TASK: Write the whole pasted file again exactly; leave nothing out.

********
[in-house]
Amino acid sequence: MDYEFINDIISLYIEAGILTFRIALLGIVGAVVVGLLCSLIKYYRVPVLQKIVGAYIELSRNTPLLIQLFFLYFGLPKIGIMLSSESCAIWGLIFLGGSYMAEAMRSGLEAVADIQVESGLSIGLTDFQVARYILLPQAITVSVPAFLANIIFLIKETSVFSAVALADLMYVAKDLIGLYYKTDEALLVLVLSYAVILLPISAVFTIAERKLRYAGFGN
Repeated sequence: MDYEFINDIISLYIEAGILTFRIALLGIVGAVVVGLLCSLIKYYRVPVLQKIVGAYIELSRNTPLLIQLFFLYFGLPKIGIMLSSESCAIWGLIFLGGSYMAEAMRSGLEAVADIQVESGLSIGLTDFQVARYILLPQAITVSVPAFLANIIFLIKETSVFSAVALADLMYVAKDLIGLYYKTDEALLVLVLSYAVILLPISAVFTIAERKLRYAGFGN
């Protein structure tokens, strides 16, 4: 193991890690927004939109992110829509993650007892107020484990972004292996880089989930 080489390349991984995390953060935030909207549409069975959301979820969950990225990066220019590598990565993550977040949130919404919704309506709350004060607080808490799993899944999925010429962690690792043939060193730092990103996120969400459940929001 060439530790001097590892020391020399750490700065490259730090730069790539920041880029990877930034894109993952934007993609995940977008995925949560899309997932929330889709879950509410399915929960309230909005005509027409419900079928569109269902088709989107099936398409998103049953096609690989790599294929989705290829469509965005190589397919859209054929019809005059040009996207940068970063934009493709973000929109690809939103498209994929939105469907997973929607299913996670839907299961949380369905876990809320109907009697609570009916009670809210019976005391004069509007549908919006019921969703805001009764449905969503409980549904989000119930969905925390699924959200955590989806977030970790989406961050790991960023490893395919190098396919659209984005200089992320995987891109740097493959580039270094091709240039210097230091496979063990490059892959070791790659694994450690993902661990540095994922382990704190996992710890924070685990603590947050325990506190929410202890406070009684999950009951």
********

[in-house]
Amino acid sequence: MDYEFINDIISLYIEAGILTFRIALLGIVGAVVVGLLCSLIKYYRVPVLQKIVGAYIELSRNTPLLIQLFFLYFGLPKIGIMLSSESCAIWGLIFLGGSYMAEAMRSGLEAVADIQVESGLSIGLTDFQVARYILLPQAITVSVPAFLANIIFLIKETSVFSAVALADLMYVAKDLIGLYYKTDEALLVLVLSYAVILLPISAVFTIAERKLRYAGFGN
Repeated sequence: MDYEFINDIISLYIEAGILTFRIALLGIVGAVVVGLLCSLIKYYRVPVLQKIVGAYIELSRNTPLLIQLFFLYFGLPKIGIMLSSESCAIWGLIFLGGSYMAEAMRSGLEAVADIQVESGLSIGLTDFQVARYILLPQAITVSVPAFLANIIFLIKETSVFSAVALADLMYVAKDLIGLYYKTDEALLVLVLSYAVILLPISAVFTIAERKLRYAGFGN
């Protein structure tokens, strides 16, 4: 193991890690927004939109992110829509993650007892107020484990972004292996880089989930 080489390349991984995390953060935030909207549409069975959301979820969950990225990066220019590598990565993550977040949130919404919704309506709350004060607080808490799993899944999925010429962690690792043939060193730092990103996120969400459940929001 060439530790001097590892020391020399750490700065490259730090730069790539920041880029990877930034894109993952934007993609995940977008995925949560899309997932929330889709879950509410399915929960309230909005005509027409419900079928569109269902088709989107099936398409998103049953096609690989790599294929989705290829469509965005190589397919859209054929019809005059040009996207940068970063934009493709973000929109690809939103498209994929939105469907997973929607299913996670839907299961949380369905876990809320109907009697609570009916009670809210019976005391004069509007549908919006019921969703805001009764449905969503409980549904989000119930969905925390699924959200955590989806977030970790989406961050790991960023490893395919190098396919659209984005200089992320995987891109740097493959580039270094091709240039210097230091496979063990490059892959070791790659694994450690993902661990540095994922382990704190996992710890924070685990603590947050325990506190929410202890406070009684999950009951």